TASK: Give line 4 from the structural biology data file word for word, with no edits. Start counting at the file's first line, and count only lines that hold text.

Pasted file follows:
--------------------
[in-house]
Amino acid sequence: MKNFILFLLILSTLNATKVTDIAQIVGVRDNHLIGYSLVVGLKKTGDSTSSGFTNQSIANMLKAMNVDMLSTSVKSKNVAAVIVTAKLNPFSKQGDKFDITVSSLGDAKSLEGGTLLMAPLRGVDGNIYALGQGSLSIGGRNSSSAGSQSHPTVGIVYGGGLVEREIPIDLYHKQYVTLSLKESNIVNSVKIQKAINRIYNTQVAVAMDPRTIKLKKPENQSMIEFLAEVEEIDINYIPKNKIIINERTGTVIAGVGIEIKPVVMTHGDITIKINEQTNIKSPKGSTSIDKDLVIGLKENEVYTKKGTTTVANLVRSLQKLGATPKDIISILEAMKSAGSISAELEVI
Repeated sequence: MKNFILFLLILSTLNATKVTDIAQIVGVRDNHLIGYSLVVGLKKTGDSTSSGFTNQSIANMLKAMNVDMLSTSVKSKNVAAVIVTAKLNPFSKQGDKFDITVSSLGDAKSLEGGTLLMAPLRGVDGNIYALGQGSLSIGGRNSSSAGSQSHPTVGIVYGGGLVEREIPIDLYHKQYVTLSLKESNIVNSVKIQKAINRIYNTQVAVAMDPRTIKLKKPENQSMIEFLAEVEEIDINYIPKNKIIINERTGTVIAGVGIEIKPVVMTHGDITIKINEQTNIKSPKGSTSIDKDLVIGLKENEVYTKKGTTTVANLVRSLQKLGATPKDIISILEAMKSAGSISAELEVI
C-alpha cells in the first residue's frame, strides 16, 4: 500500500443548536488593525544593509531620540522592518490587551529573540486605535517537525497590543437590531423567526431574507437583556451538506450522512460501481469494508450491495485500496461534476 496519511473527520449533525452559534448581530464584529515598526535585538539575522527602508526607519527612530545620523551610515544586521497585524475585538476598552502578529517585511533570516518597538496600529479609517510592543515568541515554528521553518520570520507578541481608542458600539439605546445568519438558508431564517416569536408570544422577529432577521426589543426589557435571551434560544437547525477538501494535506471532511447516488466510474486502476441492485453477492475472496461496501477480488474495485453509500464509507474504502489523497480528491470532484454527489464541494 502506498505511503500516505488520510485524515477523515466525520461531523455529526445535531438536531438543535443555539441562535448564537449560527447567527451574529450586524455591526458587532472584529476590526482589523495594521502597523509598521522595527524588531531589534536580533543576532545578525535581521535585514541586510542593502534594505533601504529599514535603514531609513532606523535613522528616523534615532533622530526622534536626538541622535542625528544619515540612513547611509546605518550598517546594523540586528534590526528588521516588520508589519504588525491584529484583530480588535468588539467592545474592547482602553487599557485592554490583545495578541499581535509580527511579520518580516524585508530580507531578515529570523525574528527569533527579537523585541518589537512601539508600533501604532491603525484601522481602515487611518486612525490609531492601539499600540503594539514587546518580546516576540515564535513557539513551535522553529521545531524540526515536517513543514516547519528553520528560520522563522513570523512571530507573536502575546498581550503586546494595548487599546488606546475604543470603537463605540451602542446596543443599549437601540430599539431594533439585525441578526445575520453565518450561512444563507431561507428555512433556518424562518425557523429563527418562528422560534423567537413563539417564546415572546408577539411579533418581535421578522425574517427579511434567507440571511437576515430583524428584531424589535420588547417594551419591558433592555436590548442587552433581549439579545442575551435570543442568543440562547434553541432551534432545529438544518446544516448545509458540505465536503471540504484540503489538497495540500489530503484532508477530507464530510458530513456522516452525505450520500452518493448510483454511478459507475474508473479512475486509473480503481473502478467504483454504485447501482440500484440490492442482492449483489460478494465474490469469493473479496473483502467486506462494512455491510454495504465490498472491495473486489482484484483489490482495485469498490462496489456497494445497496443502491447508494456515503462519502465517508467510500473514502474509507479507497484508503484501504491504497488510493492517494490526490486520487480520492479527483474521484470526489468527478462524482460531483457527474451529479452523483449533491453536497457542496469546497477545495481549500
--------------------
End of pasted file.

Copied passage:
C-alpha cells in the first residue's frame, strides 16, 4: 500500500443548536488593525544593509531620540522592518490587551529573540486605535517537525497590543437590531423567526431574507437583556451538506450522512460501481469494508450491495485500496461534476 496519511473527520449533525452559534448581530464584529515598526535585538539575522527602508526607519527612530545620523551610515544586521497585524475585538476598552502578529517585511533570516518597538496600529479609517510592543515568541515554528521553518520570520507578541481608542458600539439605546445568519438558508431564517416569536408570544422577529432577521426589543426589557435571551434560544437547525477538501494535506471532511447516488466510474486502476441492485453477492475472496461496501477480488474495485453509500464509507474504502489523497480528491470532484454527489464541494 502506498505511503500516505488520510485524515477523515466525520461531523455529526445535531438536531438543535443555539441562535448564537449560527447567527451574529450586524455591526458587532472584529476590526482589523495594521502597523509598521522595527524588531531589534536580533543576532545578525535581521535585514541586510542593502534594505533601504529599514535603514531609513532606523535613522528616523534615532533622530526622534536626538541622535542625528544619515540612513547611509546605518550598517546594523540586528534590526528588521516588520508589519504588525491584529484583530480588535468588539467592545474592547482602553487599557485592554490583545495578541499581535509580527511579520518580516524585508530580507531578515529570523525574528527569533527579537523585541518589537512601539508600533501604532491603525484601522481602515487611518486612525490609531492601539499600540503594539514587546518580546516576540515564535513557539513551535522553529521545531524540526515536517513543514516547519528553520528560520522563522513570523512571530507573536502575546498581550503586546494595548487599546488606546475604543470603537463605540451602542446596543443599549437601540430599539431594533439585525441578526445575520453565518450561512444563507431561507428555512433556518424562518425557523429563527418562528422560534423567537413563539417564546415572546408577539411579533418581535421578522425574517427579511434567507440571511437576515430583524428584531424589535420588547417594551419591558433592555436590548442587552433581549439579545442575551435570543442568543440562547434553541432551534432545529438544518446544516448545509458540505465536503471540504484540503489538497495540500489530503484532508477530507464530510458530513456522516452525505450520500452518493448510483454511478459507475474508473479512475486509473480503481473502478467504483454504485447501482440500484440490492442482492449483489460478494465474490469469493473479496473483502467486506462494512455491510454495504465490498472491495473486489482484484483489490482495485469498490462496489456497494445497496443502491447508494456515503462519502465517508467510500473514502474509507479507497484508503484501504491504497488510493492517494490526490486520487480520492479527483474521484470526489468527478462524482460531483457527474451529479452523483449533491453536497457542496469546497477545495481549500